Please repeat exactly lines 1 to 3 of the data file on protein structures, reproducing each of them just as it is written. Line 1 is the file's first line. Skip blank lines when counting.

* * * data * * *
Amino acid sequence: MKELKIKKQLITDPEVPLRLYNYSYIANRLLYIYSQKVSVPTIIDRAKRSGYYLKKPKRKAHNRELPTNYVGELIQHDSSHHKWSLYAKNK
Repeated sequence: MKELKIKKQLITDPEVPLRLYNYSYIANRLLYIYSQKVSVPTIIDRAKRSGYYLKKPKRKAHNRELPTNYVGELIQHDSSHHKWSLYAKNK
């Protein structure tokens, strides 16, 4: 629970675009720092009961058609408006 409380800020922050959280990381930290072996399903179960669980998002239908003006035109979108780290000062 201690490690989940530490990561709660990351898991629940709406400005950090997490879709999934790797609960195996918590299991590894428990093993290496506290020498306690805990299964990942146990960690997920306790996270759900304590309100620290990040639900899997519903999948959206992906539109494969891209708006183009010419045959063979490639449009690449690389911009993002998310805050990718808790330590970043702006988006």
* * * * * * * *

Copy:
Amino acid sequence: MKELKIKKQLITDPEVPLRLYNYSYIANRLLYIYSQKVSVPTIIDRAKRSGYYLKKPKRKAHNRELPTNYVGELIQHDSSHHKWSLYAKNK
Repeated sequence: MKELKIKKQLITDPEVPLRLYNYSYIANRLLYIYSQKVSVPTIIDRAKRSGYYLKKPKRKAHNRELPTNYVGELIQHDSSHHKWSLYAKNK
């Protein structure tokens, strides 16, 4: 629970675009720092009961058609408006 409380800020922050959280990381930290072996399903179960669980998002239908003006035109979108780290000062 201690490690989940530490990561709660990351898991629940709406400005950090997490879709999934790797609960195996918590299991590894428990093993290496506290020498306690805990299964990942146990960690997920306790996270759900304590309100620290990040639900899997519903999948959206992906539109494969891209708006183009010419045959063979490639449009690449690389911009993002998310805050990718808790330590970043702006988006």